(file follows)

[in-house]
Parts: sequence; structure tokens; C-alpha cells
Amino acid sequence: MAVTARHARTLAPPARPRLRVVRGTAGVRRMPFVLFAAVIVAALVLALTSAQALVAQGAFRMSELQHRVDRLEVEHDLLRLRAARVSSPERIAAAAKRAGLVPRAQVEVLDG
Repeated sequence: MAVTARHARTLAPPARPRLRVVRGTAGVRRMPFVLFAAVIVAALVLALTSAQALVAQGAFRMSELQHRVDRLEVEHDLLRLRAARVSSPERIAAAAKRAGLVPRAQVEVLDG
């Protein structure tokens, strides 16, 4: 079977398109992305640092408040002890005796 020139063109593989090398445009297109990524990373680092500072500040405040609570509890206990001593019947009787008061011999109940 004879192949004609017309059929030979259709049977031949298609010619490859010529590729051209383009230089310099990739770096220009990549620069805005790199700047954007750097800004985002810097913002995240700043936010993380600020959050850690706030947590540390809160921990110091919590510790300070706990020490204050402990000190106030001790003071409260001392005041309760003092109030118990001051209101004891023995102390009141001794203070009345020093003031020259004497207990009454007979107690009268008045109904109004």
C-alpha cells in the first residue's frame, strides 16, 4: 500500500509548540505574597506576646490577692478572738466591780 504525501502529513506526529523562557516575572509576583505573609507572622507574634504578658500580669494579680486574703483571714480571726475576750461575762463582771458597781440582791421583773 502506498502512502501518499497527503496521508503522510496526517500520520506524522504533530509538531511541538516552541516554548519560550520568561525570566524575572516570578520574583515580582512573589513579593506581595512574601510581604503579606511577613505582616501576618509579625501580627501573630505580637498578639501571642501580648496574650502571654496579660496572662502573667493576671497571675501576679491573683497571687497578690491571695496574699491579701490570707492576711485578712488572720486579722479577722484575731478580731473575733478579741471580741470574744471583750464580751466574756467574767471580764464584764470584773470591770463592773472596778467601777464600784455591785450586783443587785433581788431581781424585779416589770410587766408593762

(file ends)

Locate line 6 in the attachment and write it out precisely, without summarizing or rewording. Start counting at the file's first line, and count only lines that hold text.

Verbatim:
C-alpha cells in the first residue's frame, strides 16, 4: 500500500509548540505574597506576646490577692478572738466591780 504525501502529513506526529523562557516575572509576583505573609507572622507574634504578658500580669494579680486574703483571714480571726475576750461575762463582771458597781440582791421583773 502506498502512502501518499497527503496521508503522510496526517500520520506524522504533530509538531511541538516552541516554548519560550520568561525570566524575572516570578520574583515580582512573589513579593506581595512574601510581604503579606511577613505582616501576618509579625501580627501573630505580637498578639501571642501580648496574650502571654496579660496572662502573667493576671497571675501576679491573683497571687497578690491571695496574699491579701490570707492576711485578712488572720486579722479577722484575731478580731473575733478579741471580741470574744471583750464580751466574756467574767471580764464584764470584773470591770463592773472596778467601777464600784455591785450586783443587785433581788431581781424585779416589770410587766408593762